From Oval Office meetings to black helicopters coasting over the Middle East, Resident Evil's latest Netflix adaptation is packed with charged imagery—but please don't suggest it has any political ideas if you happen to be reviewing it, says Netflix.
Resident Evil: Infinite Darkness' first season is out now, and by all accounts it sounds like a pretty decent show. But when reviewers examined their embargo materials that clarify when reviews can be posted, they noticed the unusual request from the series' producers.
Promoting his own review on Twitter, Gizmodo staff writer Charles Pulliam-Moore noted that part of the embargo included not mentioning the show's pointedly political themes. Having been sent a copy of the embargo email, I can confirm that it does indeed ask that reviewers not link the "fictional" show with any real-world political topics. Capcom and Netflix both declined requests for comment.
Actually thought Resident Evil: Infinite Dark’s story was one of the better entries in the franchise outside of the games. But the studio’s ask that reviews not at all talk about real-world events or politics ended up casting a shadow over the entire movie for me https://t.co/IBsPzLO6tEJune 30, 2021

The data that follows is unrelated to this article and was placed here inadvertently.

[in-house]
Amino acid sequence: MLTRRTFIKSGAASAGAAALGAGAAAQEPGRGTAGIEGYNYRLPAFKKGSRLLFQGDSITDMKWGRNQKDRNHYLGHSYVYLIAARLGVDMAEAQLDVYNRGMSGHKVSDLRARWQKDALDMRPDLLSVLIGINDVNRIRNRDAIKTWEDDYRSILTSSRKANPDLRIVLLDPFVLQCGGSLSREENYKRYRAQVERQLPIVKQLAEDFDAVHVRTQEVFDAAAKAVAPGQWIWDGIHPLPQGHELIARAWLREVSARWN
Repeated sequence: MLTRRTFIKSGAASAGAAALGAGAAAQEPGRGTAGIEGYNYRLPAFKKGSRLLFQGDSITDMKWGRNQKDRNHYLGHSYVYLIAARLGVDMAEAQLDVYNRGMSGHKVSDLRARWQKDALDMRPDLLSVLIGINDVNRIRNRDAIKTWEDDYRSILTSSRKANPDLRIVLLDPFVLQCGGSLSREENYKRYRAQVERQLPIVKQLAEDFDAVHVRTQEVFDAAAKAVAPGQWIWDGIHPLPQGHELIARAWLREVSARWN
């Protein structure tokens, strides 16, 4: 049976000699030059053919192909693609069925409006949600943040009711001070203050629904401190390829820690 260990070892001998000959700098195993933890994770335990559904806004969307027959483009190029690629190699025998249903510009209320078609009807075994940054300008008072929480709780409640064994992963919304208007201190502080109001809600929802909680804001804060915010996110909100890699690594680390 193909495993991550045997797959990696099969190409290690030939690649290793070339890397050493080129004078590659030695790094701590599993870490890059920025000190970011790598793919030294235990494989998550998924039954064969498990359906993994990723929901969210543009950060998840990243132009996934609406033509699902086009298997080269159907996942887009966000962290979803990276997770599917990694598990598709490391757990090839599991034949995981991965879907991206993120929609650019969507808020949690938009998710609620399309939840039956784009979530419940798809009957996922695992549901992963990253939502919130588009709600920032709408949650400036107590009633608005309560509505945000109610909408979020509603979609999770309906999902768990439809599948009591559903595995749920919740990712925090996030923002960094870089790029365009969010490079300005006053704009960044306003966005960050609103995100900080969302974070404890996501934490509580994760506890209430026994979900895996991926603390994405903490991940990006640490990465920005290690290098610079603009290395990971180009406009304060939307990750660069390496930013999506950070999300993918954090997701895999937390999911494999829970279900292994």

Nevertheless, Pulliam-Moore's review does very much cover the political situation of a show that supposedly covers the US occupation of a fictional Middle-Eastern nation, Penamstan, alongside more heightened government conspiracies surrounding viral outbreaks.
"What’s also likely to feel quite reminiscent of our reality is Resident Evil: Infinite Darkness’ larger story about domestic politics, international relations, and war," Pulliam-Moore writes. "At a time when the world is still in the midst of a global pandemic that’s left millions dead, all zombie stories hit very, very differently, but some of Resident Evil: Infinite Darkness’ specific geopolitical details do feel like pointed pieces of commentary about the real world."
Sounds rather political to me. But then, I'm not writing a review, am I?